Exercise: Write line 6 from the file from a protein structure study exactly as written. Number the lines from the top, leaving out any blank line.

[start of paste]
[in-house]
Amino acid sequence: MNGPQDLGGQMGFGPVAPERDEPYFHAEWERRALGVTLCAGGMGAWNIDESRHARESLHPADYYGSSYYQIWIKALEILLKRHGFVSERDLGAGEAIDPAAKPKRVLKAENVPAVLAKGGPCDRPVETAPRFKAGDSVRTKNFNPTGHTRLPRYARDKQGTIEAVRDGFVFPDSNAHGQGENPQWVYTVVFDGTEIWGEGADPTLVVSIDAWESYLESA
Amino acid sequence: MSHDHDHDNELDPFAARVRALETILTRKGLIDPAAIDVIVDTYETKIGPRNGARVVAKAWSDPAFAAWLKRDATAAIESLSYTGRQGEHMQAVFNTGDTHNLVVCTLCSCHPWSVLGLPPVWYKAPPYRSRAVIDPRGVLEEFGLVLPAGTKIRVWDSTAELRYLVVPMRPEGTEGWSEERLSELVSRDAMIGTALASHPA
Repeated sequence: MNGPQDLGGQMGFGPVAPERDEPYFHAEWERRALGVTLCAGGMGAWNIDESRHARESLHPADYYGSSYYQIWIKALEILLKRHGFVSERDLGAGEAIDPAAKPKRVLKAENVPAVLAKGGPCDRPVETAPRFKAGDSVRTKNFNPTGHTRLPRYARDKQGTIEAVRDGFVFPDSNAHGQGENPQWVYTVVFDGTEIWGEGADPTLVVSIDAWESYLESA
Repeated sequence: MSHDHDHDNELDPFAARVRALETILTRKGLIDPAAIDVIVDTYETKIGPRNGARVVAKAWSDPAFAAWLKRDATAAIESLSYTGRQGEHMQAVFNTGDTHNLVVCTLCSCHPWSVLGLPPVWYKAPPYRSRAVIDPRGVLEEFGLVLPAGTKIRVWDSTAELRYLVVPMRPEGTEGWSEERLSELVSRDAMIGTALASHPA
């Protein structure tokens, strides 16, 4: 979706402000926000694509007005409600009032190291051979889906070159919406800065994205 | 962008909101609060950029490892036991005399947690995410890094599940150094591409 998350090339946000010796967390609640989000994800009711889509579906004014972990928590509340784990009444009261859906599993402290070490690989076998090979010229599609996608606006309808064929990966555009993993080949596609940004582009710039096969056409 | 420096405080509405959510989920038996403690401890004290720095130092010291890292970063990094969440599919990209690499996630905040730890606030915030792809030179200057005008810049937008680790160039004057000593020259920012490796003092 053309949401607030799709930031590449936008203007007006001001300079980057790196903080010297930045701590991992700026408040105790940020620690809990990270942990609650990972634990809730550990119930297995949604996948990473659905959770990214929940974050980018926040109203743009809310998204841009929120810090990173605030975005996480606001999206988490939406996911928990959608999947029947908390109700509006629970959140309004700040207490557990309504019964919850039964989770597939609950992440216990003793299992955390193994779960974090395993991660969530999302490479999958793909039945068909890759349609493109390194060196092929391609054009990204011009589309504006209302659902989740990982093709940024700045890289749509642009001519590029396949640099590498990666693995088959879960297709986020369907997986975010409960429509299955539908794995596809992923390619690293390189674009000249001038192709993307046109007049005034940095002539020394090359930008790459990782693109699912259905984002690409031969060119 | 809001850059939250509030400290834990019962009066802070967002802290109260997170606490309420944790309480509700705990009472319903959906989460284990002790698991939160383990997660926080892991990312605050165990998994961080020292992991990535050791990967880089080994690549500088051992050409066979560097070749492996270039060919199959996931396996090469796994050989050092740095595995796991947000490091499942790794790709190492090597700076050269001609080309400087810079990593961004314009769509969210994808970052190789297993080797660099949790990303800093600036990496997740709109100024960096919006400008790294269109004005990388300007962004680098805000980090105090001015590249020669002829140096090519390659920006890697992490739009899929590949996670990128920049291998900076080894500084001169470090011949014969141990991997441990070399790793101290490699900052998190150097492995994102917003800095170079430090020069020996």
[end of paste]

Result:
């Protein structure tokens, strides 16, 4: 979706402000926000694509007005409600009032190291051979889906070159919406800065994205 | 962008909101609060950029490892036991005399947690995410890094599940150094591409 998350090339946000010796967390609640989000994800009711889509579906004014972990928590509340784990009444009261859906599993402290070490690989076998090979010229599609996608606006309808064929990966555009993993080949596609940004582009710039096969056409 | 420096405080509405959510989920038996403690401890004290720095130092010291890292970063990094969440599919990209690499996630905040730890606030915030792809030179200057005008810049937008680790160039004057000593020259920012490796003092 053309949401607030799709930031590449936008203007007006001001300079980057790196903080010297930045701590991992700026408040105790940020620690809990990270942990609650990972634990809730550990119930297995949604996948990473659905959770990214929940974050980018926040109203743009809310998204841009929120810090990173605030975005996480606001999206988490939406996911928990959608999947029947908390109700509006629970959140309004700040207490557990309504019964919850039964989770597939609950992440216990003793299992955390193994779960974090395993991660969530999302490479999958793909039945068909890759349609493109390194060196092929391609054009990204011009589309504006209302659902989740990982093709940024700045890289749509642009001519590029396949640099590498990666693995088959879960297709986020369907997986975010409960429509299955539908794995596809992923390619690293390189674009000249001038192709993307046109007049005034940095002539020394090359930008790459990782693109699912259905984002690409031969060119 | 809001850059939250509030400290834990019962009066802070967002802290109260997170606490309420944790309480509700705990009472319903959906989460284990002790698991939160383990997660926080892991990312605050165990998994961080020292992991990535050791990967880089080994690549500088051992050409066979560097070749492996270039060919199959996931396996090469796994050989050092740095595995796991947000490091499942790794790709190492090597700076050269001609080309400087810079990593961004314009769509969210994808970052190789297993080797660099949790990303800093600036990496997740709109100024960096919006400008790294269109004005990388300007962004680098805000980090105090001015590249020669002829140096090519390659920006890697992490739009899929590949996670990128920049291998900076080894500084001169470090011949014969141990991997441990070399790793101290490699900052998190150097492995994102917003800095170079430090020069020996």